The Singing Nun

The Singing Nun

Infobox Musical artist
Name = The Singing Nun
Background = solo_singer
Birth_name = Jeanne-Paule Marie Deckers
Alias = Soeur Sourire
Luc Dominique
Born = birth date|1933|10|17|mf=y
Wavre, Wallonia, Belgium
Died = death date and age|1985|3|29|1933|10|17|mf=y
Wavre, Wallonia, Belgium
Origin = Wavre, Wallonia, Belgium
Instrument = Vocals, Guitar
Voice_type =
Genre = Folk
Years_active =
Label = Philips Records

Jeanine Deckers (October 17, 1933 – March 29, 1985), better known internationally as The Singing Nun, was a Belgian nun, and a member (as Sister Luc Gabriel) of the Dominican Fichermont Convent in Belgium. She became internationally famous in 1963 as Soeur Sourire (Sister Smile) when she scored a hit with the song "Dominique". In the English language world, she is mostly referred to as "The Singing Nun".


Early years

Born Jeanne-Paule Marie Deckers, she was a nun in the Dominican Fichermont Convent in Fichermont, Belgium. She used to write, sing and perform her own material there, which was so well received that the monastery decided to let her record an album. Visitors of the monastery would then be able to take a copy home.

In 1963, the album was recorded in Brussels at Philips. The single "Dominique" became an international hit. Many radio stations in the U.S. included "Dominique" and other softer hits more often in their rotations in the wake of the John F. Kennedy assassination. Overnight, the Dominican nun was an international celebrity with the stage name of Soeur Sourire (Sister Smile). She gave concerts and appeared on the "Ed Sullivan Show" in 1964. [cite book|last=Bronson|first=Fred |title=The Billboard Book of Number One Hits|publisher=Billboard Books|date=2003|pages=141|isbn=0-823-07677-6] To date, "Dominique" is one of only two Belgian number one hit singles in the United States. (Technotronic's hit "Pump Up The Jam" reached number one in 1989).

Effects of fame and further musical career

In 1966, a movie called "The Singing Nun" was made about her, starring Debbie Reynolds in the title role. Deckers rejected the film as "fiction". Sally Field spoofed the role starting the following year as the title character in the television series "The Flying Nun".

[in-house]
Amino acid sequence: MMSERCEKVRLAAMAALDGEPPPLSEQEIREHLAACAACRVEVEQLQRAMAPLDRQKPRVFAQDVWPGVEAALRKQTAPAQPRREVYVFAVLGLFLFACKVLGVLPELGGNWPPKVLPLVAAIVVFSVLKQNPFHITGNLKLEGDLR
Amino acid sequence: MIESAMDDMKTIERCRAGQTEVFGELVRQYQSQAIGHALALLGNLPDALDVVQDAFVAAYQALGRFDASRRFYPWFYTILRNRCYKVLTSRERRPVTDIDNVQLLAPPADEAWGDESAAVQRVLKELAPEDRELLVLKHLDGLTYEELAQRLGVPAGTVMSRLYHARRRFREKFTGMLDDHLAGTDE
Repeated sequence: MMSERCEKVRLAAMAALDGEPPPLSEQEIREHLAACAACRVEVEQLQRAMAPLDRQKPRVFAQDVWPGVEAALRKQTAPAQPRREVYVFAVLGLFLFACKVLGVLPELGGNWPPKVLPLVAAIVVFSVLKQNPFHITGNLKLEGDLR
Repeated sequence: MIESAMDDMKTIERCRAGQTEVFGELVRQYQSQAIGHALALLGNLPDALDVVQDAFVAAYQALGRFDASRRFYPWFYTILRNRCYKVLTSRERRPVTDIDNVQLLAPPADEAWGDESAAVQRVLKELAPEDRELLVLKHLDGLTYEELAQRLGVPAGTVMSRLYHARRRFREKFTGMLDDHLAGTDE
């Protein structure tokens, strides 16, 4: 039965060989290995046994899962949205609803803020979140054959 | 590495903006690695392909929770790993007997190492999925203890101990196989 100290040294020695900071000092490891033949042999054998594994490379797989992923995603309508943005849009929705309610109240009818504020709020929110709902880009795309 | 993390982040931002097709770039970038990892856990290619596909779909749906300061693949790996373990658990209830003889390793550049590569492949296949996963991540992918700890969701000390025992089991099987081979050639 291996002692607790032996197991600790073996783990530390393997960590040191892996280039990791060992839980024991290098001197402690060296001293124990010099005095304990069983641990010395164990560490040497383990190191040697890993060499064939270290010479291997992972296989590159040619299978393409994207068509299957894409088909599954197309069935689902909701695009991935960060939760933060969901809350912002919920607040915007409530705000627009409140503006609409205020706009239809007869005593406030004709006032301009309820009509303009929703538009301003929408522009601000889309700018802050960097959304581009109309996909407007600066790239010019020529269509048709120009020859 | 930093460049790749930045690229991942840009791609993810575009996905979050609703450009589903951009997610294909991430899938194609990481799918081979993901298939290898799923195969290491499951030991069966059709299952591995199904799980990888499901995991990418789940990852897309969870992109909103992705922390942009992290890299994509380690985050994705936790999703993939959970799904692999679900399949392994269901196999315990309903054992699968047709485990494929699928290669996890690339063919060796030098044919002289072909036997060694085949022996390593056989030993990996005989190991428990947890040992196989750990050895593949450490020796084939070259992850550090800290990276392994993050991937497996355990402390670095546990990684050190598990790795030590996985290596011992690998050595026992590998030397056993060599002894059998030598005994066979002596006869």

In 1967, Deckers left her monastery to continue her musical career under the name Luc Dominique and released an album called "I Am Not a Star in Heaven". Her repertoire consisted of religious songs and songs for children. Most of her earnings went to the convent. Despite her renewed musical emphasis, Deckers gradually faded into obscurity, possibly because of her own disdain for fame: she was never able to duplicate the success of her one hit wonder.

Political views

Although she was deeply religious, she was also increasingly critical of some of the Roman Catholic Church's doctrine and eventually became an advocate of birth control. She also agreed with John Lennon's statements about Jesus in 1966. In 1967, she recorded a song entitled "Glory Be to God for the Golden Pill" — a paean to contraception — under the name Luc Dominique. It met with commercial failure.cite web|url=,,312689,00.html|title=The Singing Nun's Story|last=Purtell|first=Tim |date=1992-12-18||accessdate=2008-07-26]

Last remaining years

Her musical career over, Deckers opened a school for autistic children in Belgium. In the late 1970s (mentioned in the July 22, 1978 broadcast of American Top 40), the Belgian government claimed that she owed around US$63,000 in back taxes. Deckers countered that the money was given to the convent and therefore exempt from taxes. Lacking any receipts to prove her donations to the convent and her religious order, Deckers ran into heavy financial problems. In 1982 she tried, once again as Soeur Sourire, to score a hit with a disco version of "Dominique", but this last attempt to resume her singing career failed.

She and her companion of ten years, Anna Pécher, both committed suicide by an intentional overdose of barbiturates and alcohol. [cite news|url=,12102,1369880,00.html|title=The curse of the Christmas single|date=2004-12-11|publisher="The Guardian"]

In 1996, "The Tragic and Horrible Life of the Singing Nun" premiered Off-Broadway at The Grove Street Playhouse. The play, which was written and directed by Blair Fell, was loosely based on the events in Deckers' life. The production, which featured several musical numbers, followed the renamed character Jeanine Fou's life from her entry into the convent until her death with Pécher. The play's critical success [ [ "New York Times" review] ] Dead link|date=July 2008 led the Catholic League to speak out publicly against the production. [cite web|url=|title=The Catholic League for Religious and Civil Rights|date=1996||accessdate=2008-07-26]

In 2006, a musical version of Fell's play was staged during the New York Musical Theater Festival, produced by George DeMarco and David Gerard, both of whom produced the 1996 production. The musical featured music and lyrics by Andy Monroe and a book by Fell (who also contributed additional lyrics); it was directed by Michael Schiralli. [cite web|url=|title=Photo Coverage: NYMF's 'Singing Nun'|last=Strothmann|first=Ben |date=2006-10-03||accessdate=2008-07-26]

Further reading

*Luc Maddelein & Leen van den Berg, "Soeur Sourire. Zie me graag", Leuven, Davidsfonds, 2005, ISBN 90-5826-330-4


*Florence Delaporte: "Soeur Sourire: Brûlée aux feux de la rampe" (1996)


External links

* [ The Singing Nun] at Allmusic
* [ The Singing Nun] at Discogs

NAME= Nun, The Singing
ALTERNATIVE NAMES= Deckers, Jeanne-Paule Marie
SHORT DESCRIPTION= Nun, singer, musician
DATE OF BIRTH= October 17, 1933
PLACE OF BIRTH=Wavre, Wallonia, Belgium
DATE OF DEATH= March 29, 1985
PLACE OF DEATH=Wavre, Wallonia, Belgium

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